Tree Genetics & Genomes

, Volume 4, Issue 4, pp 727–743

Construction of an integrated consensus map of the apple genome based on four mapping populations

  • A. N’Diaye
  • W. E. Van de Weg
  • L. P. Kodde
  • B. Koller
  • F. Dunemann
  • M. Thiermann
  • S. Tartarini
  • F. Gennari
  • C. E. Durel
Original Paper


An integrated consensus genetic map for apple was constructed on the basis of segregation data from four genetically connected crosses (C1 = Discovery × TN10-8, C2 = Fiesta × Discovery, C3 = Discovery × Prima, C4 = Durello di Forli × Fiesta) with a total of 676 individuals using CarthaGene® software. First, integrated female–male maps were built for each population using common female–male simple sequence repeat markers (SSRs). Then, common SSRs over populations were used for the consensus map integration. The integrated consensus map consists of 1,046 markers, of which 159 are SSR markers, distributed over 17 linkage groups reflecting the basic chromosome number of apple. The total length of the integrated consensus map was 1,032 cM with a mean distance between adjacent loci of 1.1 cM. Markers were proportionally distributed over the 17 linkage groups (χ2 = 16.53, df = 16, p = 0.41). A non-uniform marker distribution was observed within all of the linkage groups (LGs). Clustering of markers at the same position (within a 1-cM window) was observed throughout LGs and consisted predominantly of only two to three linked markers. The four integrated female–male maps showed a very good colinearity in marker order for their common markers, except for only two (CH01h01, CH05g03) and three (CH05a02z, NZ02b01, Lap-1) markers on LG17 and LG15, respectively. This integrated consensus map provides a framework for performing quantitative trait locus (QTL) detection in a multi-population design and evaluating the genetic background effect on QTL expression.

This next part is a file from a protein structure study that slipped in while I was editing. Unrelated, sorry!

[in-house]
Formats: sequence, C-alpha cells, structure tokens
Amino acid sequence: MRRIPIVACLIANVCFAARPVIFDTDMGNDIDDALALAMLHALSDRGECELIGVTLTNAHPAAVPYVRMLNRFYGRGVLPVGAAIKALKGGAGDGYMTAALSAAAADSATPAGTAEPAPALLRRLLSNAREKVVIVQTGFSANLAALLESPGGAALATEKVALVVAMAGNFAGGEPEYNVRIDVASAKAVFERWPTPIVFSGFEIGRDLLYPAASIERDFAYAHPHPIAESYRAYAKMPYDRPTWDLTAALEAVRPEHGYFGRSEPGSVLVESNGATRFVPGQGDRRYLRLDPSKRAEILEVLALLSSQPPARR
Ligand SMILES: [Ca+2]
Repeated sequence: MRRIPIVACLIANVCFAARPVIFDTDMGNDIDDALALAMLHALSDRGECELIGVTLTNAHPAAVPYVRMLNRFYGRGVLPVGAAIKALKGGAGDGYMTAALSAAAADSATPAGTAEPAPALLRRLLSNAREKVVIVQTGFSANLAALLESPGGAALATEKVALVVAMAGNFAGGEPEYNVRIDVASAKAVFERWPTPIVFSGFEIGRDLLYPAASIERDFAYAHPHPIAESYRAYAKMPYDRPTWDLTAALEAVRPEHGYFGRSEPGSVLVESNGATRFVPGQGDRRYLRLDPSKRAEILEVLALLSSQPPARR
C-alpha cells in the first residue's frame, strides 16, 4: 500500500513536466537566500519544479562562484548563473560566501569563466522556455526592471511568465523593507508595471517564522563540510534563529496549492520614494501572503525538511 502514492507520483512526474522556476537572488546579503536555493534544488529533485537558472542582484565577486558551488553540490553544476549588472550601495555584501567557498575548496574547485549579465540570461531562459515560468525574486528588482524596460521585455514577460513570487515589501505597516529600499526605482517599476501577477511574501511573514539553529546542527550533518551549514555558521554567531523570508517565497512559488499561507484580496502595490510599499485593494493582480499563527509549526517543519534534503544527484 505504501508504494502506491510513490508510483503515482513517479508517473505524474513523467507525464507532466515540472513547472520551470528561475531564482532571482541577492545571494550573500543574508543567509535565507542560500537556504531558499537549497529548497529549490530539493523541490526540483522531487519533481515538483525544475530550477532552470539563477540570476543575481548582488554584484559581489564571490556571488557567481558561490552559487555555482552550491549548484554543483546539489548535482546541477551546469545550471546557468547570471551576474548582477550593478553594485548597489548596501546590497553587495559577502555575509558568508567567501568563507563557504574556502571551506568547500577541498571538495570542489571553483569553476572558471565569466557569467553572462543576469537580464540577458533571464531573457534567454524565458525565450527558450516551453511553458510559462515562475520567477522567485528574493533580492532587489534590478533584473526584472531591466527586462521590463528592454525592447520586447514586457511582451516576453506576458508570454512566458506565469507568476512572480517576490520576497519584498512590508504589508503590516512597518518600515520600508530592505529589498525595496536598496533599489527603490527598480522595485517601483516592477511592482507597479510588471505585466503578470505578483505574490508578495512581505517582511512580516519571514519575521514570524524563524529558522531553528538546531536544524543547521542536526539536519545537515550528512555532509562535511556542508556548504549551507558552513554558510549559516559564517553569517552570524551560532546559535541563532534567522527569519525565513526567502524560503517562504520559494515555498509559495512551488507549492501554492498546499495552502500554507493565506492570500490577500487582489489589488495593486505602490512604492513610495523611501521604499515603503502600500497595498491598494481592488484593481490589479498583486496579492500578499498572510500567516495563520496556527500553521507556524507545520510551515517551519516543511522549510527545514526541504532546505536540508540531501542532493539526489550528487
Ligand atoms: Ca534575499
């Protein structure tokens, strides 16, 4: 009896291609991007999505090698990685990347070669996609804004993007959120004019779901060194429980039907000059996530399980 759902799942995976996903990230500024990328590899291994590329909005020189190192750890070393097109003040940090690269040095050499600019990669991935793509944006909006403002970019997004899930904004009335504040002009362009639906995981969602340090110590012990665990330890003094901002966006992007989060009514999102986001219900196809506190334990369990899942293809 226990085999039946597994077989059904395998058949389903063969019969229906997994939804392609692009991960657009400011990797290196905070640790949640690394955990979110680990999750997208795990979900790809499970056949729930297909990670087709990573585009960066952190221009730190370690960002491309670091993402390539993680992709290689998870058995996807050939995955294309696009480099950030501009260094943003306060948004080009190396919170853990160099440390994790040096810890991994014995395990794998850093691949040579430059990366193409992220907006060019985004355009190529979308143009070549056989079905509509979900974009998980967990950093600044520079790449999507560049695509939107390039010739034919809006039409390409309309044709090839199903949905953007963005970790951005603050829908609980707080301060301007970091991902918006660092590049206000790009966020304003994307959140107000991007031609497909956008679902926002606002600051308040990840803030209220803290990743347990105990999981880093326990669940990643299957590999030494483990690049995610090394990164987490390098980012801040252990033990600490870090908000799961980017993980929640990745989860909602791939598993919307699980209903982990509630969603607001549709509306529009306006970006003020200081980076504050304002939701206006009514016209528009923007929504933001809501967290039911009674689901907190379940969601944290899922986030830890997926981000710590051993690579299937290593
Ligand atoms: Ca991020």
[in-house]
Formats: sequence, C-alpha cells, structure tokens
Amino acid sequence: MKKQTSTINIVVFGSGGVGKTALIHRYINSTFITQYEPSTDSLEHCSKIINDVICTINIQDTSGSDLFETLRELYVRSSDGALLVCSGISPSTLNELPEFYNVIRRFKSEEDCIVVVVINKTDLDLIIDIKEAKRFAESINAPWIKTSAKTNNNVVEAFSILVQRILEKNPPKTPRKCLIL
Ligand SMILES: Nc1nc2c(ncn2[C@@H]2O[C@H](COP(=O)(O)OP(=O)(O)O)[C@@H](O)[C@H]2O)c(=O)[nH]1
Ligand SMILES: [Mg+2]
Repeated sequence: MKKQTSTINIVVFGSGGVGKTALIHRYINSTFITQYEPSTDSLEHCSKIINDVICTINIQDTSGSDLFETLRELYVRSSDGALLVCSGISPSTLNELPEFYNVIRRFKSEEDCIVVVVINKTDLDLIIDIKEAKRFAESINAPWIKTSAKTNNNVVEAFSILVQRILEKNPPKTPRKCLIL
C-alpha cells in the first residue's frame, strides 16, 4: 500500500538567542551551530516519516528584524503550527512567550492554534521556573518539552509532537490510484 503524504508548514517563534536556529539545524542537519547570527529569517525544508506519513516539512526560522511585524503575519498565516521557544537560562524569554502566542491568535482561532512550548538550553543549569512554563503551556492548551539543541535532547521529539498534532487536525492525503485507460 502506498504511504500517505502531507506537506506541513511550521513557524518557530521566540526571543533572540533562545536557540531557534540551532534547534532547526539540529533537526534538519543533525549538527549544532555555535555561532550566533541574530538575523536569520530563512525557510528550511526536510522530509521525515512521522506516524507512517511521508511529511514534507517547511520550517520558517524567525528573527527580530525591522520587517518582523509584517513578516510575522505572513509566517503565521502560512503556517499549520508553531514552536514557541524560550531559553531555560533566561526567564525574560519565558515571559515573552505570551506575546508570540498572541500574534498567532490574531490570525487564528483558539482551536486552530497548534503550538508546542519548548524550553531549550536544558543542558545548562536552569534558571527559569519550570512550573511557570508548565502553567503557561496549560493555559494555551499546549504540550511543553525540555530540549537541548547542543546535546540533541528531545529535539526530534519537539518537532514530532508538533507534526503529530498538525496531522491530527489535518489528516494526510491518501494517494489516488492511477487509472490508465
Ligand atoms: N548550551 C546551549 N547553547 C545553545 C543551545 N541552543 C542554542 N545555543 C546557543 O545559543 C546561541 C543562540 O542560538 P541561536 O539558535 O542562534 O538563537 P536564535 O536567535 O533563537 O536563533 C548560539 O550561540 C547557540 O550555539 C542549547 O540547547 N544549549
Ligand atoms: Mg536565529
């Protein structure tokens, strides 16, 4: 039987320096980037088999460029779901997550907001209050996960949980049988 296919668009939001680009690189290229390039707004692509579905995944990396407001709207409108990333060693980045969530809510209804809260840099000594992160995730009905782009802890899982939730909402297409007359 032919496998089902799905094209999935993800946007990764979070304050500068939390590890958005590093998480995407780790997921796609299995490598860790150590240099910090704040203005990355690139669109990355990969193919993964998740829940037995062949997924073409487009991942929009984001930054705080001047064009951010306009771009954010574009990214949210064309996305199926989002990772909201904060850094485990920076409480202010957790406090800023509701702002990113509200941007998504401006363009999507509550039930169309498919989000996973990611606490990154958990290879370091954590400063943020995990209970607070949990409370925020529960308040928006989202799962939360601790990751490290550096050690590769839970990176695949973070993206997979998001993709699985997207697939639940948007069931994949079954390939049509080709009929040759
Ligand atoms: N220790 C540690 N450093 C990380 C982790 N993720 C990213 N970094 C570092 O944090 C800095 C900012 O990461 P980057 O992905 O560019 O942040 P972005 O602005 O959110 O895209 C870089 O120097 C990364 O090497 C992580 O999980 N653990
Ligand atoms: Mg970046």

Malus × domestica Borkh. Integrated consensus genetic map Female–male map SSR marker 


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Copyright information

© Springer-Verlag 2008

Authors and Affiliations

  • A. N’Diaye
    • 1
  • W. E. Van de Weg
    • 2
  • L. P. Kodde
    • 2
  • B. Koller
    • 3
  • F. Dunemann
    • 4
  • M. Thiermann
    • 4
  • S. Tartarini
    • 5
  • F. Gennari
    • 5
  • C. E. Durel
    • 1
  1. 1.UMR1259 Génétique et Horticulture (GenHort), INRABeaucouzéFrance
  2. 2.Department of Plant BreedingWageningen University and Research Centre, Plant Research InternationalWageningenThe Netherlands
  3. 3.Ecogenics GmbHZurich-SchlierenSwitzerland
  4. 4.Bundesanstalt für Züchtungsforschung an Kulturpflanzen, Institut für ObstzüchtungDresdenGermany
  5. 5.Department of Fruit Tree and Woody Plant ScienceUniversity of BolognaBolognaItaly

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